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Health Penny Pushes Diesel Above Unleaded

Fri 2th Nov 2012
Health Penny Pushes Diesel Above Unleaded

The introduction of the ‘Health Penny' at the fuel pumps yesterday has seen the gap between Diesel and Unleaded 95 reduced significantly and in most cases surpass the latter.

Regional Governments across the country have imposed the new tax on Petrol stations as a means of raising capital to fund regional health services.

All have introduced the maximum permitted by law of around 2.4% for petrol, yet Diesel consumers have been hit particularly hard with a whopping 3.6% extra being loaded on top of their normal fuel bill.

Average prices now stand at between €1.39 - €1.43 for Diesel and €1.40 - €1.42 for Unleaded. Prices vary from region to region with higher prices being recorded in major cities like Madrid and Barcelona.

Historically, road users in Spain have opted for Diesel fuelled vehicles given the cheaper prices at the pump and low maintenance involved compared to an unleaded alternative.

Much like the 90's in the UK, drivers chose Diesel over Petrol for the same reasons, but were quickly forced to amend their ways as tax after tax on Diesel fuel made it more expensive than Unleaded.

Francisco Pellicer, President of the Regional Association of Service Stations said that with the introduction of the penny tax has meant the difference between Diesel and Unleaded 95 is separated by just a penny, whereas before the difference had always been very broad.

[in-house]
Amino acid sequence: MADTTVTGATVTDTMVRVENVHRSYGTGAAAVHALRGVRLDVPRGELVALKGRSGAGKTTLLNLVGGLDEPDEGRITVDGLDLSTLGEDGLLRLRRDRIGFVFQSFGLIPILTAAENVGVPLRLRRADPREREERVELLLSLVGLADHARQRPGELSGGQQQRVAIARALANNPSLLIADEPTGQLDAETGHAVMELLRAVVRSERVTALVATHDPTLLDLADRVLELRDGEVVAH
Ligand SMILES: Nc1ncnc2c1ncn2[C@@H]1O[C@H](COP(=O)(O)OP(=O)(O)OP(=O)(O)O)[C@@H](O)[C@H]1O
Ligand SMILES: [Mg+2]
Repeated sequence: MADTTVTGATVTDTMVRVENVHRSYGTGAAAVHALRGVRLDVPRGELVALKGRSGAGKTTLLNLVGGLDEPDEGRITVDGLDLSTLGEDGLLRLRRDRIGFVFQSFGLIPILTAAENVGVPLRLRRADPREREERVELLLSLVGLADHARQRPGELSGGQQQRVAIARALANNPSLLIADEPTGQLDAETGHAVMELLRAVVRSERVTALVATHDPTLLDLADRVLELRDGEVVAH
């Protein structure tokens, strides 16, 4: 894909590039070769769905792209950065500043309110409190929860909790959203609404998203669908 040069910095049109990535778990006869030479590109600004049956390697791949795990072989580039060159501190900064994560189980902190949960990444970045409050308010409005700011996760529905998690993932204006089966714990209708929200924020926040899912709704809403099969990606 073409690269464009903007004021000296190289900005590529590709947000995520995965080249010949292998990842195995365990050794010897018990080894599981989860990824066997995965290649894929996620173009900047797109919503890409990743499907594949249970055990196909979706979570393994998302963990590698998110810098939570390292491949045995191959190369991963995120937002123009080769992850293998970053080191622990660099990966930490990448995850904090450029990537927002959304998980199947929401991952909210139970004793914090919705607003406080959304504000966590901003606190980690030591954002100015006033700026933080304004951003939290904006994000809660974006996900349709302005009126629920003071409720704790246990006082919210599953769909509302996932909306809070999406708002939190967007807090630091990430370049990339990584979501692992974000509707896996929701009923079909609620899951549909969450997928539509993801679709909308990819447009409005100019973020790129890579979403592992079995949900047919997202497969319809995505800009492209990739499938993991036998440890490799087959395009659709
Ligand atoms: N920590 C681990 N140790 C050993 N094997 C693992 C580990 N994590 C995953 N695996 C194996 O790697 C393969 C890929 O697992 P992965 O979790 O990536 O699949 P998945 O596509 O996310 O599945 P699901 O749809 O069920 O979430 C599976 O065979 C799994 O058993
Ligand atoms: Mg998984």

Pellicer believes this new tax will spur growth in the unleaded vehicle market which stands at 30% compared to 70% for diesel.

Critics argue that the new tax is yet another attack on drivers already suffering from the worst economic crisis in history and reduced spending power. Since personal drivers cannot strike, they argue the government is attacking the weak instead of taxing the bankers and powerful people who caused the financial crisis in the first place.

Reversal Trends

Unlike most westernised countries, Spain is one of the very few countries where its population actually respond deeply to rising costs of essential everyday items, fuel being included, and cut their usage.

Since the start of the crisis in 2008, consumers feeling the pinch have slashed their usage of petrol/diesel, gas and electricity.

Statistics have proven that with every introduction of a deficit busting tax, consumers respond by significantly reducing their demand, which in turn creates further problems for the government who then increase taxes again to make up for the shortfall and the whole scenario is repeated over and over again.

Whilst the government is under incredible pressure to cut the deficit, growth in the economy has little chance to occur with high inflation and rising retail costs through taxation.

Independent petrol stations are being forced to resort to additional measures to ensure they remain in business by offering incentives such as free car washes, loyalty schemes and gifts.

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